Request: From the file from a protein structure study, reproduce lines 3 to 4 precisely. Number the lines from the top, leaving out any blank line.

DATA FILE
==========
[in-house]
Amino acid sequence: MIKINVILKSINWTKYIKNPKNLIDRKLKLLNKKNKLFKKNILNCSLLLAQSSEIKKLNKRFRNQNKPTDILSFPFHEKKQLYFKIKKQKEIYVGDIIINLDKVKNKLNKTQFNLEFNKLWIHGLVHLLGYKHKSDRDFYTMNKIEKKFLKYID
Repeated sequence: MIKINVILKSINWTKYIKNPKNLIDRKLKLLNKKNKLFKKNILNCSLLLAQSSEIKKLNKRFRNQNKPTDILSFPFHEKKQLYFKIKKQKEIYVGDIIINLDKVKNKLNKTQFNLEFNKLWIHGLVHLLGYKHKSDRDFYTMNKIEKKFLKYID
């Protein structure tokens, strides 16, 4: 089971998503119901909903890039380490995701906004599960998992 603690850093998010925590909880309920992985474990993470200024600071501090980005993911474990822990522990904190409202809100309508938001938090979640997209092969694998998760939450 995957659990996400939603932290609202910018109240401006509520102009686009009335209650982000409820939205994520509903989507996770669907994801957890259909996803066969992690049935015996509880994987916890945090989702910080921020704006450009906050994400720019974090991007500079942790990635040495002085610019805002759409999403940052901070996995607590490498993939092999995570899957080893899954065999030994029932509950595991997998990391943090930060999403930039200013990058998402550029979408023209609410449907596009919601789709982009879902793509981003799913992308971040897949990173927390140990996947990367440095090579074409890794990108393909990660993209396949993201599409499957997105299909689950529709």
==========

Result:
Repeated sequence: MIKINVILKSINWTKYIKNPKNLIDRKLKLLNKKNKLFKKNILNCSLLLAQSSEIKKLNKRFRNQNKPTDILSFPFHEKKQLYFKIKKQKEIYVGDIIINLDKVKNKLNKTQFNLEFNKLWIHGLVHLLGYKHKSDRDFYTMNKIEKKFLKYID
């Protein structure tokens, strides 16, 4: 089971998503119901909903890039380490995701906004599960998992 603690850093998010925590909880309920992985474990993470200024600071501090980005993911474990822990522990904190409202809100309508938001938090979640997209092969694998998760939450 995957659990996400939603932290609202910018109240401006509520102009686009009335209650982000409820939205994520509903989507996770669907994801957890259909996803066969992690049935015996509880994987916890945090989702910080921020704006450009906050994400720019974090991007500079942790990635040495002085610019805002759409999403940052901070996995607590490498993939092999995570899957080893899954065999030994029932509950595991997998990391943090930060999403930039200013990058998402550029979408023209609410449907596009919601789709982009879902793509981003799913992308971040897949990173927390140990996947990367440095090579074409890794990108393909990660993209396949993201599409499957997105299909689950529709």